Opinion guest column

Keep it weird, keep it awesome

Why I and other students chose MIT

Numerous MIT alumni, including myself, are rushing to protect Senior House from the recent attacks on the dorm and its community. The Senior House community and set of values were a constant source of joy, belonging, and refuge for me and for so many others, during my years at MIT.

We have many concerns with the administration’s actions, including the disregard for student input and the unethical use of the data from the Healthy Minds survey to justify the freshmen ban and the eventual depopulation of Senior House. These actions signal to many MIT students and alumni a lack of understanding of the culture and needs of Senior House, its residents, and the undergraduate community at large.

The actions of the administration also signal to me a much larger problem with a larger risk to MIT’s continued existence as the preeminent science and engineering institution in the world. I do not believe that the current set of professional administrators in charge of undergraduate student life understand what makes MIT unique among the set of accomplished peer institutions to which they so often compare our Institute.

My last year of high school, I received offers with complete financial aid from Princeton, Stanford, and MIT. Many prospective students are also faced with such a choice — between MIT, Stanford, Caltech, Ivy League schools, and other institutions of similar caliber. Those who choose MIT often do so because of its uniqueness, as proudly displayed in MIT admissions website and various other places.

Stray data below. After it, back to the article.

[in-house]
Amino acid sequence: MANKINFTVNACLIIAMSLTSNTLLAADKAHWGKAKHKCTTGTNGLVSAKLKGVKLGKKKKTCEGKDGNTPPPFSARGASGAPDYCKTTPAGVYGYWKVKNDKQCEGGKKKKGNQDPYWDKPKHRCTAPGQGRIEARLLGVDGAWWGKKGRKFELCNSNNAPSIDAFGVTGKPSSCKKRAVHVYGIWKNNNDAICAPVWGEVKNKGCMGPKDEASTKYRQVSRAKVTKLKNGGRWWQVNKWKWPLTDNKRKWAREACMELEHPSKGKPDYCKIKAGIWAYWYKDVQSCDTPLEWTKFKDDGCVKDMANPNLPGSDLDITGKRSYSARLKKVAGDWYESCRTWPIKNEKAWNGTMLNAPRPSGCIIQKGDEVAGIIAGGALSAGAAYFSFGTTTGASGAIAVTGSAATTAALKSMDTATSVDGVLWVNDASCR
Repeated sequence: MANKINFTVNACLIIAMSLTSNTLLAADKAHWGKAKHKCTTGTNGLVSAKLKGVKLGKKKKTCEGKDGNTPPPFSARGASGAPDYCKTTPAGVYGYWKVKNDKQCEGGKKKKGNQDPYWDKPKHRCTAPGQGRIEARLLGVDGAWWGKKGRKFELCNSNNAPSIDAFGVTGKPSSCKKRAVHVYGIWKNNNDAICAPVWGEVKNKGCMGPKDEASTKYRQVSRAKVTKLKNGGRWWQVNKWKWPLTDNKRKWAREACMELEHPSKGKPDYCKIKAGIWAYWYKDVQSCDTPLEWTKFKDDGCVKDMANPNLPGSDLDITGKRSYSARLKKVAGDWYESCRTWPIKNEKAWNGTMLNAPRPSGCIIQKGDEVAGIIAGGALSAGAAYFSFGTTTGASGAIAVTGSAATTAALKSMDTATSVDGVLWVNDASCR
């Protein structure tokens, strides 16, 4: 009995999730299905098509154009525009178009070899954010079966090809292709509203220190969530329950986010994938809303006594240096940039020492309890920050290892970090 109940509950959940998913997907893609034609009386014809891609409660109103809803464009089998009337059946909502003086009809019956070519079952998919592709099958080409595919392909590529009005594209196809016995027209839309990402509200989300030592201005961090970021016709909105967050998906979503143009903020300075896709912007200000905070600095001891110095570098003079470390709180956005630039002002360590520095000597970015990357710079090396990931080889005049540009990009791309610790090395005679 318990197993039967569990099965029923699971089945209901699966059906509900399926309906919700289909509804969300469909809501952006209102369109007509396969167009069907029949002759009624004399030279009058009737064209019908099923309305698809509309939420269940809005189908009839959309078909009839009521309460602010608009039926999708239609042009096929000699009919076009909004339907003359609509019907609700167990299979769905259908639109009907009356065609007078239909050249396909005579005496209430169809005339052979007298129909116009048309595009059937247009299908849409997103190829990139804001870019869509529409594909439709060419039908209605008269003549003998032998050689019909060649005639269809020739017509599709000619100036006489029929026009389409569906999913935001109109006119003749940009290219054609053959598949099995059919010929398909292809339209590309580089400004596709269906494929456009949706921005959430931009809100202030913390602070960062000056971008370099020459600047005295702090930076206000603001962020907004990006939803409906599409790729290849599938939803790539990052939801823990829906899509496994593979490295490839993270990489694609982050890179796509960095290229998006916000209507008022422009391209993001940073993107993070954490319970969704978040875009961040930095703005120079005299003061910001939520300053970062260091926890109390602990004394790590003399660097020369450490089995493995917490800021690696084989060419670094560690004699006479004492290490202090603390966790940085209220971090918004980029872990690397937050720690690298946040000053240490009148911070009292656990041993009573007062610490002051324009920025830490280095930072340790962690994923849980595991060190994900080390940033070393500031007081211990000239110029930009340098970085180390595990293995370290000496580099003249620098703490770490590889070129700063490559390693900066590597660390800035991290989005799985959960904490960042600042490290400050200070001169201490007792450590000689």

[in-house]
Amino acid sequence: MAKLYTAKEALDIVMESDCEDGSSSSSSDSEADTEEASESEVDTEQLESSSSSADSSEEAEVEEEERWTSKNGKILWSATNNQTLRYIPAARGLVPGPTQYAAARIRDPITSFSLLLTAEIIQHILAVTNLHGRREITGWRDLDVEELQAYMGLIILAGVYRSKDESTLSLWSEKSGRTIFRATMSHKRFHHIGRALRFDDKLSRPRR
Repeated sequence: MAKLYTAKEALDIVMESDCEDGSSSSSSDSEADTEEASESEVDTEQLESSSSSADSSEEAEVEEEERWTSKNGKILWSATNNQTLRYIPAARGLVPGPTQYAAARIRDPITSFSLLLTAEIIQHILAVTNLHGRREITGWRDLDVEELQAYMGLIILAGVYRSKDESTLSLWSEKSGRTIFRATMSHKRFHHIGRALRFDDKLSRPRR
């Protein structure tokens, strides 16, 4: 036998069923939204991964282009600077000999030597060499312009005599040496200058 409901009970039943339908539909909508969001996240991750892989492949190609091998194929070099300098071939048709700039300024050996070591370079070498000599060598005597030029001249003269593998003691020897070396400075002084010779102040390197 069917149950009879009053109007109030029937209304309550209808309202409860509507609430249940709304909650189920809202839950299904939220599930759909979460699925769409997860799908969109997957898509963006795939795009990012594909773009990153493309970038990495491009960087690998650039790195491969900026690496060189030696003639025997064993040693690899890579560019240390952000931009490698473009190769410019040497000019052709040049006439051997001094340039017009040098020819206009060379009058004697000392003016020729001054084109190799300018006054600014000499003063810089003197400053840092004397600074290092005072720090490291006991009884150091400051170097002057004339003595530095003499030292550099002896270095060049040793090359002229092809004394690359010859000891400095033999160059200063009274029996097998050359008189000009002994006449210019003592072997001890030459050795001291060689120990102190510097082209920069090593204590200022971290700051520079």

It was the uniqueness and boldness to be different that made me choose MIT without giving much of a serious look to Princeton and Stanford, even as my mom tried to cajole me into choosing Stanford because she was worried about Cambridge’s weather. The housing system made me feel like I had the freedom to find a group of people whom I felt connected to, and that meant a lot because I feared my far-from-perfect command of the spoken English language would be interpreted as either shyness or awkwardness. I liked that students could build a roller coaster and nobody would question their motives. I liked that deviating from the norm was not seen as a threat but as an opportunity. Most of all, I liked that even from my small house in the outskirts of Mexico City, I could tell that MIT was a place where I would belong.

I found all of what I wanted at MIT and more. I found people from all walks of life who helped me become a more understanding and tolerant person. I found curious people who invigorated me with their interests and were in turn invigorated by mine. I found a place that encouraged me to learn, not only about the subjects I studied but also about myself. Most importantly, I found Senior House, where I lived for the next four years.